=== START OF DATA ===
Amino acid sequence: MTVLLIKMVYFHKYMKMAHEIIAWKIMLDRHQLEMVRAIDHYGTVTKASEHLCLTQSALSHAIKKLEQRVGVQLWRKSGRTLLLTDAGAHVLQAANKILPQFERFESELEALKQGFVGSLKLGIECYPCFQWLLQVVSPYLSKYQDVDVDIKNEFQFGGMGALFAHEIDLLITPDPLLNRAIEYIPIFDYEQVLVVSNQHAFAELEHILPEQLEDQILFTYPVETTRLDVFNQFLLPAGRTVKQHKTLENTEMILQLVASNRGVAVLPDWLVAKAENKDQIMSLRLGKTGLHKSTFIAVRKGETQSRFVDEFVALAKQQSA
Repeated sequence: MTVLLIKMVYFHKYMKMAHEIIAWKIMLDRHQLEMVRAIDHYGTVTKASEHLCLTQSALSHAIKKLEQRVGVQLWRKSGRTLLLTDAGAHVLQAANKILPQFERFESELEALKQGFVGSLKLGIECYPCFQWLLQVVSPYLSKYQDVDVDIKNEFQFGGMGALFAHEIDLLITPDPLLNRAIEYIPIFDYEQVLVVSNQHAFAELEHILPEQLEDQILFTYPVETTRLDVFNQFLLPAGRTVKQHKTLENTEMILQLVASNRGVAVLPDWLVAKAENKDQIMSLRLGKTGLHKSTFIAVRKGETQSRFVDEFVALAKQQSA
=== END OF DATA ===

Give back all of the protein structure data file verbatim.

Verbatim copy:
Amino acid sequence: MTVLLIKMVYFHKYMKMAHEIIAWKIMLDRHQLEMVRAIDHYGTVTKASEHLCLTQSALSHAIKKLEQRVGVQLWRKSGRTLLLTDAGAHVLQAANKILPQFERFESELEALKQGFVGSLKLGIECYPCFQWLLQVVSPYLSKYQDVDVDIKNEFQFGGMGALFAHEIDLLITPDPLLNRAIEYIPIFDYEQVLVVSNQHAFAELEHILPEQLEDQILFTYPVETTRLDVFNQFLLPAGRTVKQHKTLENTEMILQLVASNRGVAVLPDWLVAKAENKDQIMSLRLGKTGLHKSTFIAVRKGETQSRFVDEFVALAKQQSA
Repeated sequence: MTVLLIKMVYFHKYMKMAHEIIAWKIMLDRHQLEMVRAIDHYGTVTKASEHLCLTQSALSHAIKKLEQRVGVQLWRKSGRTLLLTDAGAHVLQAANKILPQFERFESELEALKQGFVGSLKLGIECYPCFQWLLQVVSPYLSKYQDVDVDIKNEFQFGGMGALFAHEIDLLITPDPLLNRAIEYIPIFDYEQVLVVSNQHAFAELEHILPEQLEDQILFTYPVETTRLDVFNQFLLPAGRTVKQHKTLENTEMILQLVASNRGVAVLPDWLVAKAENKDQIMSLRLGKTGLHKSTFIAVRKGETQSRFVDEFVALAKQQSA